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High up and Almost Hidden

June 3, 2007

Glynn Cardy

Trinity Sunday


The wind blew. I walked through the uncared for headstones to the porch of the little old church. The door squeaked as I entered. The sagging sign said to keep it closed so the sheep wouldn’t get in. The church was in Dartmoor, Devon, and old, being a very relative word in England, was the late 1400s.


The medieval nave was dark and wooden, inviting mystery and intrigue. Sitting down I lazily leant my head back and searched the ceiling. Vaulted wooden beams rose above me, the rib cage of the ancestors, the crafting of a former age. The intersection of interior timber is called a boss and can be augmented with a particular design or motif. High up and almost hidden from view, I found what I was looking for: the Three Hares.


Three hares in a circle. Three ears cleverly arrayed so that each hare looks like it has two. Three entities individually incomplete but finding their completeness in each other. The hares are a holy symbol, found in holy places, like on the Dart Moor.


It is not hard to find Trinitarian associations with the hares. The Trinity has traditionally been thought of as three personae [faces] of the one God. The first ‘face’ is called ‘God the Father’. I prefer the name Te Matapuna: the wellspring, source of life. Te Matapuna is less personal than Father but escapes the male-in-the-sky imagery that too many people take literally.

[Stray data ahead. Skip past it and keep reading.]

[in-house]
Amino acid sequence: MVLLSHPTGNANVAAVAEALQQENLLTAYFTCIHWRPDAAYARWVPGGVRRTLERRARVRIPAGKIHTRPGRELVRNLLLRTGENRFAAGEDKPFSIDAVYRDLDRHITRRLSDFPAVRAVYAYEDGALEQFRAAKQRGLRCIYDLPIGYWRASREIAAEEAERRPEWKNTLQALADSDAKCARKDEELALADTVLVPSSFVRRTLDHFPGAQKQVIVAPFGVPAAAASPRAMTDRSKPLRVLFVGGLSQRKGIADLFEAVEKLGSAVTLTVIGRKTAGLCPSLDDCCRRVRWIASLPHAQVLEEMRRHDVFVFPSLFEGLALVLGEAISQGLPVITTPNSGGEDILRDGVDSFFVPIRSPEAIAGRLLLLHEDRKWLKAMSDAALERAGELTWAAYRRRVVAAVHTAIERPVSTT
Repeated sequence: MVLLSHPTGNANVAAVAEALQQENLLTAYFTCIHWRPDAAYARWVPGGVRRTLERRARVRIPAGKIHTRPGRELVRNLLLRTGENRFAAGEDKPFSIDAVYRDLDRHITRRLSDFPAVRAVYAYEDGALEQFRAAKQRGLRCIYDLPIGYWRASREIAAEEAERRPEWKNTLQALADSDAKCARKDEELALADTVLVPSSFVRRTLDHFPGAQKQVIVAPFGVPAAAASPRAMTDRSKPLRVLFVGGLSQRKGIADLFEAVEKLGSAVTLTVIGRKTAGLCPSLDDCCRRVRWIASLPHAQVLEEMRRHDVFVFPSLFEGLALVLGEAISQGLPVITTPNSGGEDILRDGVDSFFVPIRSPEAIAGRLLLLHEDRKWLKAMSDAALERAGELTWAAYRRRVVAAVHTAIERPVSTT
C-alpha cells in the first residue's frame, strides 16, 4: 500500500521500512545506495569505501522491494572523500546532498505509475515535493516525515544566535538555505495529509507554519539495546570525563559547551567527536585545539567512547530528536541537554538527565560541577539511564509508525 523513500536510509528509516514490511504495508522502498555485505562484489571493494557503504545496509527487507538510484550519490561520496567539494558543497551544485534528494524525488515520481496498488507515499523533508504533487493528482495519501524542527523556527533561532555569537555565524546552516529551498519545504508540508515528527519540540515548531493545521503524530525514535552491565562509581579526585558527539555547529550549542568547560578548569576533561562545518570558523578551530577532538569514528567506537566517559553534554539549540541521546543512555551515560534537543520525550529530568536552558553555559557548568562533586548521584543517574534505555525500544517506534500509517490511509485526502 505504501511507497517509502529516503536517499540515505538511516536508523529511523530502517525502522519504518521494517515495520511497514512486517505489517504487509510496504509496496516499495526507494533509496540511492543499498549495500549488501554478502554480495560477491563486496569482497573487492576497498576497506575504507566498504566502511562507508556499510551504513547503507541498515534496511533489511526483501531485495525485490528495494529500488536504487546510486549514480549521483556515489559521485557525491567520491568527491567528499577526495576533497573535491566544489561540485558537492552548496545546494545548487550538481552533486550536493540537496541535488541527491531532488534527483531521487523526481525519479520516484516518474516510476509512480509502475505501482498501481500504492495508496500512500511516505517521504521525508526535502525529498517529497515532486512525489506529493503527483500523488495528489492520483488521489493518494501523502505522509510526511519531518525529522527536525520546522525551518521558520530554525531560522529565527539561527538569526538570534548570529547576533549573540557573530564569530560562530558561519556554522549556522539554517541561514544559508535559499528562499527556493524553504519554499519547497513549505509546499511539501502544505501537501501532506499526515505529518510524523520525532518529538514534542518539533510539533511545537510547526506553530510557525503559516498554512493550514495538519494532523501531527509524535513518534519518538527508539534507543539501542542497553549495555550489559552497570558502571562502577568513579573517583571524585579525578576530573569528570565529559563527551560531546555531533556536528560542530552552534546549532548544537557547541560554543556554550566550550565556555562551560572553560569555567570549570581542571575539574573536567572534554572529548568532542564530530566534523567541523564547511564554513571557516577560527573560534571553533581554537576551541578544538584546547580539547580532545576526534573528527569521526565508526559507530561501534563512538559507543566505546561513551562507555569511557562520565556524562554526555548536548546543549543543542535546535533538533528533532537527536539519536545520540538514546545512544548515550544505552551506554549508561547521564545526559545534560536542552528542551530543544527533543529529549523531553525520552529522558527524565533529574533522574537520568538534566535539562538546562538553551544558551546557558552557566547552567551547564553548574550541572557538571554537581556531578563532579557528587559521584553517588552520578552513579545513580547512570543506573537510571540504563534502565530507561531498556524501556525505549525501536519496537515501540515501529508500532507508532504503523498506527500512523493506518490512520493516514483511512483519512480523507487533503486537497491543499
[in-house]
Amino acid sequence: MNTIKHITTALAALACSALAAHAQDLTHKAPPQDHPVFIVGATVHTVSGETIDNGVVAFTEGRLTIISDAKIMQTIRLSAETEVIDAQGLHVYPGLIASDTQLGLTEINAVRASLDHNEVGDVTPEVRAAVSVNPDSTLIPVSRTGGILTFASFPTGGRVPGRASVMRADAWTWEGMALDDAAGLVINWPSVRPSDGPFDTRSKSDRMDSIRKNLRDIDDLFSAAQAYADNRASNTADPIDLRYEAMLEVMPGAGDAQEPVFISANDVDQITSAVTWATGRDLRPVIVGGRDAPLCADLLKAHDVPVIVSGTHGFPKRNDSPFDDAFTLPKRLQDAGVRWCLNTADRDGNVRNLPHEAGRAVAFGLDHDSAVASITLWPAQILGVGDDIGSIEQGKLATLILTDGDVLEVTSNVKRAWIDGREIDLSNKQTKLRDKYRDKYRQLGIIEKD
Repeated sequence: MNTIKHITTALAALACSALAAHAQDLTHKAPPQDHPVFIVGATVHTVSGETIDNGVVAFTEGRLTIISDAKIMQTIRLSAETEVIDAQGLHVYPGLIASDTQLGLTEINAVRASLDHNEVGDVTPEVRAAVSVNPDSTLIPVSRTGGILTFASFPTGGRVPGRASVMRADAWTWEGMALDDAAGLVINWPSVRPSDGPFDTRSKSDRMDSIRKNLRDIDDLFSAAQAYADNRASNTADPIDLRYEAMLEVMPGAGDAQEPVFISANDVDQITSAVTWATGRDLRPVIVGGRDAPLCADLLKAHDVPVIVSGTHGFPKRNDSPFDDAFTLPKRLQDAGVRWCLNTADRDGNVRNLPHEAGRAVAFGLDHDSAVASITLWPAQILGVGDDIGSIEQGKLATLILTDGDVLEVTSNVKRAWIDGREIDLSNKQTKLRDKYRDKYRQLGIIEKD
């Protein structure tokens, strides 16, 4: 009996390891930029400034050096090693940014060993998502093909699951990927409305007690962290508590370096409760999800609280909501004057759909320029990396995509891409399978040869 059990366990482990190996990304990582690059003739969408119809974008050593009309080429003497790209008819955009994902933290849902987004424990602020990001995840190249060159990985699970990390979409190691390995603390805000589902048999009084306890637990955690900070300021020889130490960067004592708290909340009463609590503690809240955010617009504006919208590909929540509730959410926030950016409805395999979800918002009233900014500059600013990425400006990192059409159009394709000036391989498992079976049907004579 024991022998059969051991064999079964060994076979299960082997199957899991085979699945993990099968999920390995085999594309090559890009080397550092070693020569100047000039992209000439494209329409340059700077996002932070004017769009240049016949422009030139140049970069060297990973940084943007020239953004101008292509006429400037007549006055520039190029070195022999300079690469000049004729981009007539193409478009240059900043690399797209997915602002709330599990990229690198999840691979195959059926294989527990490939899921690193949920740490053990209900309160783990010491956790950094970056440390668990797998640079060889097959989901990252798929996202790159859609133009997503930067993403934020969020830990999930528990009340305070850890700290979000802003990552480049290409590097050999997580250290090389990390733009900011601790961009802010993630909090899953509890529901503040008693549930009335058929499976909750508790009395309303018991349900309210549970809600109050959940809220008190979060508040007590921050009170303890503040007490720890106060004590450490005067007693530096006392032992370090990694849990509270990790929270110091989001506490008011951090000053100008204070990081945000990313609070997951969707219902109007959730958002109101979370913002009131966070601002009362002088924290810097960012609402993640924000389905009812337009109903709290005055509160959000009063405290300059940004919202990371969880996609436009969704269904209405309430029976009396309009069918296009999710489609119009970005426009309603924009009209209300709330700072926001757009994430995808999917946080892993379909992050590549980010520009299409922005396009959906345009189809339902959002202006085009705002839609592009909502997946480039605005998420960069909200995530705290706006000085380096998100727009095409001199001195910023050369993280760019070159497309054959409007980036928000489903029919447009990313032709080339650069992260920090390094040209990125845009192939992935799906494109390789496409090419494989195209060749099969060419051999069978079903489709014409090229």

The second ‘face’ is traditionally called ‘God the Son’. Again the title lends itself to a literal belief that the man Jesus is part of a holy triumvirate ruling from the heavens. Rather it is more accurate to say that the earthed essence of the Jesus life is integral to God’s ‘life’. The tears, the love, the passion, the justice of Jesus… are woven into the core of godness. This ‘earthed essence’ is not anthropomorphic. It’s not Jesus sitting in the clouds. It’s not male or female, though with artistic license it can be depicted as either.


The third ‘face’ is called God the Spirit, or Holy Ghost. I like the Spirit metaphor of uncontrollable wind, blowing where she wills. Another Spirit metaphor is weaver and wool – the Spirit weaving her vibrant threads of love and anarchy throughout the creation.


Each ‘face’ of God is, like the hares, of the same divine substance. The Source, the essence of Jesus, and the uncontainable Spirit are one in being three. They are inexplicably connected, and flowing into each other.


So, in this darkened Dartmoor roof boss the hares, while looking like three separate beings, on closer inspection are not. Without one another they would be deformed and incomplete.


The Celtic carvers liked symbols with a strong earth connection. The hare is a grounded animal. It has a long symbolic association with fertility, regeneration, and new life. The so-called Easter bunny is really the Goddess Eostre’s hare.


The hare was also considered to be a trickster. In the study of religion and mythology a trickster is a god/goddess or human who breaks the rules of the gods or nature, ultimately with positive results. Often, the rule-breaking takes the form of tricks. Think of Prometheus who stole fire from the gods to give to humans. Or Maui who slowed the sun.


In West African folk tales the hare is a trickster. These tales emigrated to America and form the basis of the Brer Rabbit stories . Brer Rabbit represents the Black slave who uses his wits to overcome circumstances and even to enact playful revenge on his adversaries, representing the White slave-owners. Though not always successful, his subversive efforts made him both a folk hero and friendly comic figure. Note too that Bugs Bunny is actually a jackrabbit, a species of hare.